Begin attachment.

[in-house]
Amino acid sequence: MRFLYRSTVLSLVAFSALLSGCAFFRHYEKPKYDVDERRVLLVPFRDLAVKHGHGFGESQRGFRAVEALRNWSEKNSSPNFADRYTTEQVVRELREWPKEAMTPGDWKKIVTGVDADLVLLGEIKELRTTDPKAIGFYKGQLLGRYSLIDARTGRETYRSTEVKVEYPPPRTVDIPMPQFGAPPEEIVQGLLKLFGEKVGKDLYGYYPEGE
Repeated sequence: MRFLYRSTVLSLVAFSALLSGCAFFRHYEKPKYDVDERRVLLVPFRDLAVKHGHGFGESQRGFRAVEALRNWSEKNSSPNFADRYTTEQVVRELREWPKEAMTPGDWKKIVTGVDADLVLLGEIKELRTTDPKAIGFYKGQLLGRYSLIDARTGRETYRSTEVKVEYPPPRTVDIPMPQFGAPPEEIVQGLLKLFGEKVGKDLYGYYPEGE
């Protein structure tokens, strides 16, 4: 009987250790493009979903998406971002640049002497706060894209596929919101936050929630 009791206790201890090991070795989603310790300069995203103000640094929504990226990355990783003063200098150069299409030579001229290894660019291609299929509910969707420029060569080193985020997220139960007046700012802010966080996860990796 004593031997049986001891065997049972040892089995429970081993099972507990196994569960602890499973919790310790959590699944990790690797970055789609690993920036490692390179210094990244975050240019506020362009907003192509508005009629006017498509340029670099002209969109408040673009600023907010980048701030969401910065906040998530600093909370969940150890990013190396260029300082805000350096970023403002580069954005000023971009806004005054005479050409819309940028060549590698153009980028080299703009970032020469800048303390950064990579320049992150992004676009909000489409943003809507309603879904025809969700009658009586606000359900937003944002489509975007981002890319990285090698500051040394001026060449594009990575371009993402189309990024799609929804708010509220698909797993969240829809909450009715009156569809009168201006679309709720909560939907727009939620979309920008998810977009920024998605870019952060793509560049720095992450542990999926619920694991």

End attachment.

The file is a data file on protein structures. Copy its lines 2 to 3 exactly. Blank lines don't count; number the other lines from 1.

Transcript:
Amino acid sequence: MRFLYRSTVLSLVAFSALLSGCAFFRHYEKPKYDVDERRVLLVPFRDLAVKHGHGFGESQRGFRAVEALRNWSEKNSSPNFADRYTTEQVVRELREWPKEAMTPGDWKKIVTGVDADLVLLGEIKELRTTDPKAIGFYKGQLLGRYSLIDARTGRETYRSTEVKVEYPPPRTVDIPMPQFGAPPEEIVQGLLKLFGEKVGKDLYGYYPEGE
Repeated sequence: MRFLYRSTVLSLVAFSALLSGCAFFRHYEKPKYDVDERRVLLVPFRDLAVKHGHGFGESQRGFRAVEALRNWSEKNSSPNFADRYTTEQVVRELREWPKEAMTPGDWKKIVTGVDADLVLLGEIKELRTTDPKAIGFYKGQLLGRYSLIDARTGRETYRSTEVKVEYPPPRTVDIPMPQFGAPPEEIVQGLLKLFGEKVGKDLYGYYPEGE